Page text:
OAKLAND, Calif. – There are many things that the Golden State Warriors need to win games in these NBA Finals, but luck? No, that's not something that the best NBA team in the last four seasons should get.
When the Warriors win, it's usually because their talent / depth / superior experience finally take over and overwhelm their opponent.  When they lose, it's usually because their talent / depth / superior experience makes them feel overconfident and they give away losses, possession and points to less talented teams.
Rarely in the Golden State historic race have we seen something like Thursday night Game 1 of the NBA Finals against the Cavaliers, when the Warriors were overtaken by an opponent and escaped with a victory due to some lucky breaks at game over.
"We were lucky," Warriors coach Steve Kerr said. "We had luck".
A few minutes later, Warriors forward Draymond Green was asked to react to his coach's evaluation.
"Sometimes you need a little luck," Green said. "It's good to be lucky sometimes, so I'll take it."
The final moments of regulation in Game 1 had it all. We allow the Cavs and the Warriors to tell the incredible story in their own words.
Golden State survived a Wild Game 1 that included overtime, 51 points for LeBron James and a mental error by JR Smith that cost Cleveland a victory.  1 related
Sure, the Warriors could have won Game 1 of the Finals anyway without the mental retardation of JR Smith at the end of regulation or the three so-called controversies that were against LeBron James in the last quarter.
But after 72 hours of collective fear that the fourth iteration of a Warriors-Cavaliers final would be a colossal disagreement, it instead has the ingredients of a fascinating series.
Most of Las Vegas sports betting houses had the Cavaliers as the biggest underdog in at least 16 years. The Cavs were so ignored, the Western Conference finals could well have been the Real Finals.
And yet, on Thursday night Cleveland looked like the dynamic team that his office envisioned after a series of mid-season exchanges that completely redefined half the team. Those exchanges should make the Cavs younger, more athletic and faster. However, for most of the regular season and first round of the playoffs, the new players seemed inexperienced and poorly equipped with a great player of all time, playing at a historic high level as LeBron James has been in the playoffs .  In Game 1, however, forward Larry Nance Jr. was exceptional in his 19 minutes, with nine points and 11 rebounds. The guards George Hill and Jordan Clarkson did not shoot well, but added a versatility to the Cavs that has not been present in the three previous final confrontations. But above all, James' brilliance has been on another level.
"I've never seen a level like this before," said Cavs forward Kevin Love over James. "It was amazing, and it was that way during the playoffs."
"He said he felt the best he had felt."
James has had exceptional games in the final before, the seventh game of 2016 comes to mind. But it would be hard to find a game that was as good as it was on Thursday night, when he scored 51 points on 19 of 32 shots, grabbed eight rebounds and dealt eight badists.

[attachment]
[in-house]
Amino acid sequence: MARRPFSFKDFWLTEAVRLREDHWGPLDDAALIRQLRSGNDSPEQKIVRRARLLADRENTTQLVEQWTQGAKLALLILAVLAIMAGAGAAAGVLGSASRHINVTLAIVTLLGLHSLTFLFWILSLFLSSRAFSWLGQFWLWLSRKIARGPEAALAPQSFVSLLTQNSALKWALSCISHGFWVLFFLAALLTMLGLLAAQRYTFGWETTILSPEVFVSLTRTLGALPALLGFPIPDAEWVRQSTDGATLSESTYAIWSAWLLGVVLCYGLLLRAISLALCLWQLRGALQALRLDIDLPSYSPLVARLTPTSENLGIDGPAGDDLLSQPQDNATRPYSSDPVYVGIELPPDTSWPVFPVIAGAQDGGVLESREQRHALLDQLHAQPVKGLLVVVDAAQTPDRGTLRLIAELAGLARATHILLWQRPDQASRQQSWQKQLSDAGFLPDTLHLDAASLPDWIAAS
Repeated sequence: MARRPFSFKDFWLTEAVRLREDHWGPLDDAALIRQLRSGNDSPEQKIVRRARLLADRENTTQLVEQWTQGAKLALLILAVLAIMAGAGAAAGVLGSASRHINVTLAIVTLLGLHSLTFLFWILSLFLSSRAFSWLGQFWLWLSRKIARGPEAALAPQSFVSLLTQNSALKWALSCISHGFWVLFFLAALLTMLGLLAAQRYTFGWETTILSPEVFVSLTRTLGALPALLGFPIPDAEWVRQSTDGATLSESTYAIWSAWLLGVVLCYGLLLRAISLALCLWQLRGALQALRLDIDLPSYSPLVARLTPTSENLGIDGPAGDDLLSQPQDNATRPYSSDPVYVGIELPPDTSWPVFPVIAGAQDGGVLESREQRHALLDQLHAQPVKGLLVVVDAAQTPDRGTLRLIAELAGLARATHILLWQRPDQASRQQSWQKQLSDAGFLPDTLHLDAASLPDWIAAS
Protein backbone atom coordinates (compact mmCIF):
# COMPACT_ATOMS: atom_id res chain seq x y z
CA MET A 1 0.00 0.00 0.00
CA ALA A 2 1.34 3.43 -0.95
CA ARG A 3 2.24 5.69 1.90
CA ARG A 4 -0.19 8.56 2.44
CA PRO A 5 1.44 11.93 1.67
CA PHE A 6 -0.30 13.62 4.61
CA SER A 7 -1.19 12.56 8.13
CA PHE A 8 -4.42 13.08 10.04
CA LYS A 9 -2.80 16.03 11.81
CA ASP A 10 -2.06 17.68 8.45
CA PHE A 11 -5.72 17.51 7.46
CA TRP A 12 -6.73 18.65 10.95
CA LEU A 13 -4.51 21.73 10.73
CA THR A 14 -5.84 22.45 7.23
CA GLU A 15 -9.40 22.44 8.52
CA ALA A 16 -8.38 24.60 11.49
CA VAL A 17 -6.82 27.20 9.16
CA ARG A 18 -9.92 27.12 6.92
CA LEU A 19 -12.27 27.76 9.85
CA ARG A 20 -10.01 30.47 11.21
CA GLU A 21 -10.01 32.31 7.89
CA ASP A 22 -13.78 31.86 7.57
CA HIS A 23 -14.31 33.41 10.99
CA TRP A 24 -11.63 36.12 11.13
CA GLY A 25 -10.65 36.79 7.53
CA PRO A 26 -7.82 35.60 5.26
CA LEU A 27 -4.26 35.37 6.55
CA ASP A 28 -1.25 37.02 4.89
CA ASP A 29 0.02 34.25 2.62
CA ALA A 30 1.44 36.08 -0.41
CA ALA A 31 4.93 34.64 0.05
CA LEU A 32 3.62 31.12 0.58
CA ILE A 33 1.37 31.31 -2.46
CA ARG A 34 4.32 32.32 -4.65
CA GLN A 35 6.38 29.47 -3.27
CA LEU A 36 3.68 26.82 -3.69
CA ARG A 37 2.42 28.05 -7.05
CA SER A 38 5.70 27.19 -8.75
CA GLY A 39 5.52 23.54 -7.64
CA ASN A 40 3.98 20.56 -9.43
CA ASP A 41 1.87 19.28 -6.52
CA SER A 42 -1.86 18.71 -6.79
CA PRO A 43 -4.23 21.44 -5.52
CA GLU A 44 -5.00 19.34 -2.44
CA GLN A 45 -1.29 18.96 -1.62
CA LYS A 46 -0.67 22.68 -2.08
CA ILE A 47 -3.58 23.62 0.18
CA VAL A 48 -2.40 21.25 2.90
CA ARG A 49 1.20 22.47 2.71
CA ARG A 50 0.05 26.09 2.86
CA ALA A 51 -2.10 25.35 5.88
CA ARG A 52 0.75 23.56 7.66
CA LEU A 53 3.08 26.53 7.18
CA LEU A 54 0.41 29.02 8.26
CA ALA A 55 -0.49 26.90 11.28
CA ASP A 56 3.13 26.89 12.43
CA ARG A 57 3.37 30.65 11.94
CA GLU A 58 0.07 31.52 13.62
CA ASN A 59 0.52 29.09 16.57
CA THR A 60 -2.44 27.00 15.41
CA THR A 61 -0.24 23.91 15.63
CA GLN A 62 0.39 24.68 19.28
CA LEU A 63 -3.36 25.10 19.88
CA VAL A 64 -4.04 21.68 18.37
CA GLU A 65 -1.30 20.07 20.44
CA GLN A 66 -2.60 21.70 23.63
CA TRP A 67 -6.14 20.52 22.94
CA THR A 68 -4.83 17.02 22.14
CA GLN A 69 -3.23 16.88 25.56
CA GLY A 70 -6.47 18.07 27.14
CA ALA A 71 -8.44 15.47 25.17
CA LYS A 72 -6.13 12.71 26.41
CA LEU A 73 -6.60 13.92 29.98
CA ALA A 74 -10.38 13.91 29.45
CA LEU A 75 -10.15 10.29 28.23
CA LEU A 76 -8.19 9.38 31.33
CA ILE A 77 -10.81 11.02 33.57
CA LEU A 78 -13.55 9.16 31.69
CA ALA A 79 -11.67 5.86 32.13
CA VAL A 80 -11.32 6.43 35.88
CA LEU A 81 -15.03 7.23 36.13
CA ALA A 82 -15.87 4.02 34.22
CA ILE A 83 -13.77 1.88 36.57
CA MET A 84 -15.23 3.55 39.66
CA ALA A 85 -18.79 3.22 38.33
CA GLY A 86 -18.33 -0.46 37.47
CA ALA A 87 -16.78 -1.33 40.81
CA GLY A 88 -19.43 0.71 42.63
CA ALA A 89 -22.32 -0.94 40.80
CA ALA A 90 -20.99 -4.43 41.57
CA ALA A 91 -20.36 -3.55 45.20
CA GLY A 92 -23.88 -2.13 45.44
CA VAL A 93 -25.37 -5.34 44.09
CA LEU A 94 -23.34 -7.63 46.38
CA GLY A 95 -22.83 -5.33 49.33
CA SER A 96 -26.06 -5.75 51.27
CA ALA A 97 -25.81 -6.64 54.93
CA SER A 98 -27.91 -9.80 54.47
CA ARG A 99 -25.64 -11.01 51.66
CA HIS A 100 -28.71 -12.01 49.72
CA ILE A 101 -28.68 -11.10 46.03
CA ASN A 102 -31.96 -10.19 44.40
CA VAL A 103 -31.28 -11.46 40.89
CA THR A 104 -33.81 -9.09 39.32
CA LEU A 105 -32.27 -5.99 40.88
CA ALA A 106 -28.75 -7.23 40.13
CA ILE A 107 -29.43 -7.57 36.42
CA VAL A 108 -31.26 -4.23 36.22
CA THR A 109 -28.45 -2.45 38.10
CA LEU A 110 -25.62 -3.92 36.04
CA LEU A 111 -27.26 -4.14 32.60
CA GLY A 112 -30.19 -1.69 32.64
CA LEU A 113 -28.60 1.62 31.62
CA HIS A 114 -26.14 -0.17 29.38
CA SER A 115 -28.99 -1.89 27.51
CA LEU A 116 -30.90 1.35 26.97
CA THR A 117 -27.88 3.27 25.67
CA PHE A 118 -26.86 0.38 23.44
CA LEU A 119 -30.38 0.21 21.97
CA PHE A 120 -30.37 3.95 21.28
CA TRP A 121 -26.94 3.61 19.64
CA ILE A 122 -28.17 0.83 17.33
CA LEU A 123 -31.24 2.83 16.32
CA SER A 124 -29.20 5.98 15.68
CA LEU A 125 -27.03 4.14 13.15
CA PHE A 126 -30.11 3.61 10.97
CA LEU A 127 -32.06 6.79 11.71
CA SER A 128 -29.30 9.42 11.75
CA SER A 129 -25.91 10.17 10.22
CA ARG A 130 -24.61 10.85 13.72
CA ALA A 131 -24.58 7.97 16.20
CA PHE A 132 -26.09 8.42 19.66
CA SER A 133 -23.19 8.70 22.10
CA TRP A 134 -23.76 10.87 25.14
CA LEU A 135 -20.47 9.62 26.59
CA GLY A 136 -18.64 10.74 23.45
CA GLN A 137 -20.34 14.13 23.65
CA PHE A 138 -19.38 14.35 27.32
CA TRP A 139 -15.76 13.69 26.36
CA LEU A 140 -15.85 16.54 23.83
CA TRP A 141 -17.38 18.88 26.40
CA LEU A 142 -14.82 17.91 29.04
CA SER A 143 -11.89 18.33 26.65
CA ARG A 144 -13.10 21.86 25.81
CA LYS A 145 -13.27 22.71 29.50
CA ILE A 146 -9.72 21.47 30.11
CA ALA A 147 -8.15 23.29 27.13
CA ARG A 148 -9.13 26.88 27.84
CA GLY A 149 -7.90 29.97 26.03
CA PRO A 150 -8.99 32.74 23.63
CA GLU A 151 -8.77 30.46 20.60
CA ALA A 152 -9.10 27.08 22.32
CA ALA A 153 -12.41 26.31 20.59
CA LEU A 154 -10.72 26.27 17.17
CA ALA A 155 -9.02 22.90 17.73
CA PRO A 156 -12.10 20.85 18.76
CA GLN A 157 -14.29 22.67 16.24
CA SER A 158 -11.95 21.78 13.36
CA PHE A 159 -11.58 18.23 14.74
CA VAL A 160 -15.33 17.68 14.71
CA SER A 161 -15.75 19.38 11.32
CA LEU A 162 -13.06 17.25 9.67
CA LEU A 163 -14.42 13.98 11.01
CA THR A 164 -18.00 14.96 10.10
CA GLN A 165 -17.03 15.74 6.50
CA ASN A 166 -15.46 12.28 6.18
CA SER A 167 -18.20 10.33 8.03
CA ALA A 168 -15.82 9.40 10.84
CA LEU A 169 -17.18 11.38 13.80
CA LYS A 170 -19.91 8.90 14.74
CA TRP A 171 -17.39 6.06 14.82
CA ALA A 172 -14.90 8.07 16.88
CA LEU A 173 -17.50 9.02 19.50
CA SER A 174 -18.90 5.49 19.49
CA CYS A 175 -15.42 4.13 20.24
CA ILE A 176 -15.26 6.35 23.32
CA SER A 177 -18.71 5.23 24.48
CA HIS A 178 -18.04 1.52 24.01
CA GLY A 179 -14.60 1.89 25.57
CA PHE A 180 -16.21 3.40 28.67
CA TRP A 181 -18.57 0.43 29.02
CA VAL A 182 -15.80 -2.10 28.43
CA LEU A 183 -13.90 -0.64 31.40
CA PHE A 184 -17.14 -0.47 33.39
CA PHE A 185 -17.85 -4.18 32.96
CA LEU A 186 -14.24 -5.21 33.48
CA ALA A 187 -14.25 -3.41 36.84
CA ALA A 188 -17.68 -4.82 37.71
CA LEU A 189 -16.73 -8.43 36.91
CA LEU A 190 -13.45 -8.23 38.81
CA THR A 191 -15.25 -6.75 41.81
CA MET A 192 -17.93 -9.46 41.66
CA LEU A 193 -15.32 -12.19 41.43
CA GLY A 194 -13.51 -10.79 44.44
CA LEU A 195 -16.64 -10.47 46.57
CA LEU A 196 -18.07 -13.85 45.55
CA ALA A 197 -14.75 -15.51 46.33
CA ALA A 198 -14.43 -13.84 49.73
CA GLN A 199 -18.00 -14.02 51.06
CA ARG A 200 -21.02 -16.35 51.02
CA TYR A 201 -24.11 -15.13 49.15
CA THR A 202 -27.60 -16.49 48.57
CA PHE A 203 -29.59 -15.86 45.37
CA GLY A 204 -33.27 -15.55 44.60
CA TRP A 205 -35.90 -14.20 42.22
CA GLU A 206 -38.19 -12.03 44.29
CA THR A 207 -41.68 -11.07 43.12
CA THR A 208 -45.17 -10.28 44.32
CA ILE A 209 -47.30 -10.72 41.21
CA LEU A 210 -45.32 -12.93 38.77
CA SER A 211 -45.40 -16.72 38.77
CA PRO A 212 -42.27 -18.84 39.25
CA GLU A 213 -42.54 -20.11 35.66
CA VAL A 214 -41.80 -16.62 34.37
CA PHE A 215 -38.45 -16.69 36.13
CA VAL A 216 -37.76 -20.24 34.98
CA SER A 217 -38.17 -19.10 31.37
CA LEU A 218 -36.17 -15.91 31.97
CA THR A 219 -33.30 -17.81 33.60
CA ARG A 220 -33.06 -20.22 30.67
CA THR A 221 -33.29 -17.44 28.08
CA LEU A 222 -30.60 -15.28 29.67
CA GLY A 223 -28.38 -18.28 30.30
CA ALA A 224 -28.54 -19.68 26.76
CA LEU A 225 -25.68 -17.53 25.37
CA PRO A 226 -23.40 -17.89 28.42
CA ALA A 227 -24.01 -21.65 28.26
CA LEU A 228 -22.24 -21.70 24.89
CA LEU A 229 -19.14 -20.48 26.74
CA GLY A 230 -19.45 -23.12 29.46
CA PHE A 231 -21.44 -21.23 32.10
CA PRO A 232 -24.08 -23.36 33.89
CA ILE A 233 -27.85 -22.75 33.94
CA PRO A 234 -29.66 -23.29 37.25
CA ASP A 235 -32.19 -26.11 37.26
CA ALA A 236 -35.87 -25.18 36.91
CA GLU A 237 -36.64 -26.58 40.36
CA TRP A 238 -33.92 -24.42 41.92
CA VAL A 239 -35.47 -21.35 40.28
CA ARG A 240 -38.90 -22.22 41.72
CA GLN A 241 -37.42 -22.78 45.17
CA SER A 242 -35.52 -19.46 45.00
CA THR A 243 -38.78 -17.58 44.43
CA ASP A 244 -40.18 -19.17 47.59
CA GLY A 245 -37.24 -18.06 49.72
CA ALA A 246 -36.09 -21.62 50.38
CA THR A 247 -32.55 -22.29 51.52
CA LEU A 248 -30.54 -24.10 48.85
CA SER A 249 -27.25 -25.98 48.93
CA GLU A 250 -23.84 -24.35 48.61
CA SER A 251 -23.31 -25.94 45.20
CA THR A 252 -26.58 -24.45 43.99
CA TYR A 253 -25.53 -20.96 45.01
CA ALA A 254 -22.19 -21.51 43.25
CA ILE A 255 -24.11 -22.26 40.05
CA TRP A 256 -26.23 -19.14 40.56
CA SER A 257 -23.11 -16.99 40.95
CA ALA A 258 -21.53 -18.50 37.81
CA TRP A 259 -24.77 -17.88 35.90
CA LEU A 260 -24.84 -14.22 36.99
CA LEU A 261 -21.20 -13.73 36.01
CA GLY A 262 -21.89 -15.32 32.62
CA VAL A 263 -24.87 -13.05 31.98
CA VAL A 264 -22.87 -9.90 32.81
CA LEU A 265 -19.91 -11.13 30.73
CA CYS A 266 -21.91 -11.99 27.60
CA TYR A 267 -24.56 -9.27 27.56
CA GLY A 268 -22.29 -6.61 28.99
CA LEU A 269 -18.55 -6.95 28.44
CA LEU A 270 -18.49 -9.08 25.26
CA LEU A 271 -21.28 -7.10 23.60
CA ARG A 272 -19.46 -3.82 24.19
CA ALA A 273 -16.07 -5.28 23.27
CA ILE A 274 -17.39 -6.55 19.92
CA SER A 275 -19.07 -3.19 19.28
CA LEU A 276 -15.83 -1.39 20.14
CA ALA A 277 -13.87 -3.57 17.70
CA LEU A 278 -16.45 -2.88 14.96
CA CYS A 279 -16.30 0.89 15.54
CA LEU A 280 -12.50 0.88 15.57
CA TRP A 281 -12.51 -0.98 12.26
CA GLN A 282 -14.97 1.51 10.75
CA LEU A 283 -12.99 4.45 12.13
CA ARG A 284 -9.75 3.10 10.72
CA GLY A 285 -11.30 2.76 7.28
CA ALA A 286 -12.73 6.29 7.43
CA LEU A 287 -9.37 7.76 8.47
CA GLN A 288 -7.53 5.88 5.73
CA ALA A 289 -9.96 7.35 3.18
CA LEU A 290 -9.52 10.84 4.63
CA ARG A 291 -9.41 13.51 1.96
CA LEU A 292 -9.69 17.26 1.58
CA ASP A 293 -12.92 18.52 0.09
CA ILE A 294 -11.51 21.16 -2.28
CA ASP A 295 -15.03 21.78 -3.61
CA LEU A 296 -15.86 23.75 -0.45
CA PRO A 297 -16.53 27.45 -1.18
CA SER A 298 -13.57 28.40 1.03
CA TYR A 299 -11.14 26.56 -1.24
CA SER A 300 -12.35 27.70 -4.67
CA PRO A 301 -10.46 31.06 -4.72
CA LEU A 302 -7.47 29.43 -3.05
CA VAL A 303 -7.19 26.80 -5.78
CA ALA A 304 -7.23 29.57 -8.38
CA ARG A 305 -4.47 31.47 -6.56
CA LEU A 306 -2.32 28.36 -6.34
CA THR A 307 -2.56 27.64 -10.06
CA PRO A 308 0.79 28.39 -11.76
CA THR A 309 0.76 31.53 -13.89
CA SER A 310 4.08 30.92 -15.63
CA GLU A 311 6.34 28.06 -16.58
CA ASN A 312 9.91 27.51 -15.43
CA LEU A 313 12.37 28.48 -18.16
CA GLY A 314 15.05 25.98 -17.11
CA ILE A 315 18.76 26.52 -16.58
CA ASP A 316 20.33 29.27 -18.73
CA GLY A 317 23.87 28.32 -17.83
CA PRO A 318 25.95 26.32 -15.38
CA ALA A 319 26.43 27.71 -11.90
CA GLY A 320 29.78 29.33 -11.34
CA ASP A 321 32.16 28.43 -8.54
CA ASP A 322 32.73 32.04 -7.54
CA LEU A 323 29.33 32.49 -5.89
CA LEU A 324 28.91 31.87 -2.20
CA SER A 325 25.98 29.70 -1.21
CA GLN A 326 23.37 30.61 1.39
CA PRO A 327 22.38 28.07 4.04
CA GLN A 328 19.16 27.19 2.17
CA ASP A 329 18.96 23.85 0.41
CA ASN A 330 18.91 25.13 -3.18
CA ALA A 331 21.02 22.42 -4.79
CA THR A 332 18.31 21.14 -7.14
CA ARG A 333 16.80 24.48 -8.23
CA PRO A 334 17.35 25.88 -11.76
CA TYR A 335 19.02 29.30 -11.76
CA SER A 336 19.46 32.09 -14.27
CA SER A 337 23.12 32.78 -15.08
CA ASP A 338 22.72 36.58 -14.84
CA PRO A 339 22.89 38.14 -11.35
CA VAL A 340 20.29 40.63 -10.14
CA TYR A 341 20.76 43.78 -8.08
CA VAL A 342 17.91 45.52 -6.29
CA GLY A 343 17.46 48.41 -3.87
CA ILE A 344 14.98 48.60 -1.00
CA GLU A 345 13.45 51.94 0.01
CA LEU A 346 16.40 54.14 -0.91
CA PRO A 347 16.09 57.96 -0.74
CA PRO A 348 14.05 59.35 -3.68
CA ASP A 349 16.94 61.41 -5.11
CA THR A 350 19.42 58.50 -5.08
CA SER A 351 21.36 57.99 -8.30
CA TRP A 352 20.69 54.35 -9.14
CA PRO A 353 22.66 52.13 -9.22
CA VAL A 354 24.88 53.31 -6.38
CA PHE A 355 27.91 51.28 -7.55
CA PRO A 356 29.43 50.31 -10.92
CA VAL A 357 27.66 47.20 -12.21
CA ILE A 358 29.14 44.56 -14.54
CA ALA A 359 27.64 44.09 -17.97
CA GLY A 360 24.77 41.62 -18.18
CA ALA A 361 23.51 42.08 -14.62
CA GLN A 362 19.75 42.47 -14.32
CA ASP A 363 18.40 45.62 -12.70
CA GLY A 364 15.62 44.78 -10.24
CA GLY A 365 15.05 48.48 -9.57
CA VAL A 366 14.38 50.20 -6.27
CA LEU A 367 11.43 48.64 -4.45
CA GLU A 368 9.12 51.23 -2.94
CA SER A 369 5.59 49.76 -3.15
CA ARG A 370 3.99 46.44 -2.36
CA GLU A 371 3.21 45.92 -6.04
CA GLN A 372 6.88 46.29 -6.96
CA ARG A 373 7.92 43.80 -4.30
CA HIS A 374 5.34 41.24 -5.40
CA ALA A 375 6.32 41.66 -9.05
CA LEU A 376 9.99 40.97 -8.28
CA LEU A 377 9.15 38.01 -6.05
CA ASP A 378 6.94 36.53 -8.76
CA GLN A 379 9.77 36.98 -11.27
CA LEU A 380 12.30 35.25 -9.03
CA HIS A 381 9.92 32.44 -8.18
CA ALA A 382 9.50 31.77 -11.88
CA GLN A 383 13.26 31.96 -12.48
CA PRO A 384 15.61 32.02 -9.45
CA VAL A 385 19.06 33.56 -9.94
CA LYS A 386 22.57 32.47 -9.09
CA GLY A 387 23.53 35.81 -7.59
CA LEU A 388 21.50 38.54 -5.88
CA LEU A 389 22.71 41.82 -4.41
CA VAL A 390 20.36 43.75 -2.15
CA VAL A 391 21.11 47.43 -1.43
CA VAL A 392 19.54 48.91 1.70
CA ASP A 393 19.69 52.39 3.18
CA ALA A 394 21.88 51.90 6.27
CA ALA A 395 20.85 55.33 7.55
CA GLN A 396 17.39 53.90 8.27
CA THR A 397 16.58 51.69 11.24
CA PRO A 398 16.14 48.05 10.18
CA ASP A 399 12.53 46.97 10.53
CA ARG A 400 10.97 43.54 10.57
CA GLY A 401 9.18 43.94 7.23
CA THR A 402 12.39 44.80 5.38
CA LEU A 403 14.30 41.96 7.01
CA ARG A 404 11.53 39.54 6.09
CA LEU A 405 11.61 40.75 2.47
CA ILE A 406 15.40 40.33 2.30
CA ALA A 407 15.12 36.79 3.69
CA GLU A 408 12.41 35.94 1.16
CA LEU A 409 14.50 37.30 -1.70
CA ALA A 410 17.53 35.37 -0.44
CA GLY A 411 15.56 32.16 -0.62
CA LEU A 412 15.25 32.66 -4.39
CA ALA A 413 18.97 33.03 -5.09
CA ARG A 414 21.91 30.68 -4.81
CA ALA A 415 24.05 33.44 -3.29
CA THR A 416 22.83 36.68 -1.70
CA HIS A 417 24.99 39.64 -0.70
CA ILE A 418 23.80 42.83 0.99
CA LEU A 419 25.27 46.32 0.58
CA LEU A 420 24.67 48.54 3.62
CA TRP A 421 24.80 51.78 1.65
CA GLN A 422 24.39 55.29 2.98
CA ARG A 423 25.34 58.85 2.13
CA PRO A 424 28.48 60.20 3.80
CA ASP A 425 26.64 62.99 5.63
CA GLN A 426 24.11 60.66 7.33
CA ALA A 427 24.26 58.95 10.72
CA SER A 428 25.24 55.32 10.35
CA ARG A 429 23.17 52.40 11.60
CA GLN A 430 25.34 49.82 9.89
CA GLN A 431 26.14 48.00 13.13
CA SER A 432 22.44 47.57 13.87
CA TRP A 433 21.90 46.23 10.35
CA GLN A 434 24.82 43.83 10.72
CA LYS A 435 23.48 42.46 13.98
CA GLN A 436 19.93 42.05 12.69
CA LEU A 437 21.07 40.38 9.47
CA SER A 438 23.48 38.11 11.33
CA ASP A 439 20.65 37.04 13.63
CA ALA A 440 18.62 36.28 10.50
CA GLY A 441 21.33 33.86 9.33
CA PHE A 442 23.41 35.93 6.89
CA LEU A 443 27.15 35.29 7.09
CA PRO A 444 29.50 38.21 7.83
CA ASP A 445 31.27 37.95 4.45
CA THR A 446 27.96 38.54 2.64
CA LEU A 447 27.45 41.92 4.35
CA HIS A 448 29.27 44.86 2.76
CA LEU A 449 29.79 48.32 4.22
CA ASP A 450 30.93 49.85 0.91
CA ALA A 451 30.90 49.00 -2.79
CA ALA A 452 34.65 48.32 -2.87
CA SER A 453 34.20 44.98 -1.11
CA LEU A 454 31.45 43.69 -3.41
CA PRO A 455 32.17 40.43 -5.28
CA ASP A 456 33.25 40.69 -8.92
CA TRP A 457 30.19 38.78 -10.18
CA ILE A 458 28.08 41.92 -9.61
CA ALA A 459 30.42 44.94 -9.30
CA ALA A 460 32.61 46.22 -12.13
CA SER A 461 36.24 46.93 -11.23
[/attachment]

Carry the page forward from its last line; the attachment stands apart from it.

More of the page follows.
According to the Elias Sports Bureau, James is the only player in NBA history to score or badist in 70 points in a game of finals and now he he has done twice, both times against the Warriors.
Asked by ESPN Radio what the Warriors can do differently to try to contain James in Game 2, Kevin Durant simply said: "Nothing. It's hard to stop. "
Durant was the Most Valuable Player of last season when the Warriors won a five-game series victory, it was sublime, and there was a very real debate at that time if it was close to moving on. James as the best player in the league
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That debate has stopped for now. James has been so good. And Durant has been something akin to deadly in the last two rounds of the playoffs.
He is still scoring in bunches. On Thursday he had 26 points, nine rebounds and six badists. But it was an inefficient 8 of 22 from the field, especially in plays of isolation. That has been a recurring theme for Durant lately. During the Western Conference finals against the Houston Rockets, he admitted to losing confidence in several moments of the series, as the Rockets primed him in the offensive heavyweight game he thought he had left behind in Oklahoma City two years ago as a free agent game .
The Cavs looked for that series a lot and they took a lot of Houston's plan to interrupt Durant and the flow of the Warriors. But Houston did not have anyone playing at a level like James now.
"Unbelievable," said Nance. "He's the first in the gym and the last in the gym in year 15. After eight consecutive finals, come on, are you still the first and last in the gym? It's amazing."
If James can maintain this level of play remains to be seen. He was visibly upset at the team meeting after Hill's missed free throw and Smith's mental lapse. The Cavs had played well enough to win the game and steal a victory on the road, and then they just blew it up.
"We played as well as in the entire postseason," James said 90 minutes after the game, obviously regretting the golden opportunity he had just slipped away. "We gave ourselves an opportunity for possession after possession after possession, there were some moves that were taken from us, that simple."
The Warriors walked away calling him lucky. The Cavs had much harder words.
But if the rest of the series is as fascinating as Game 1, there's still a lot to be said.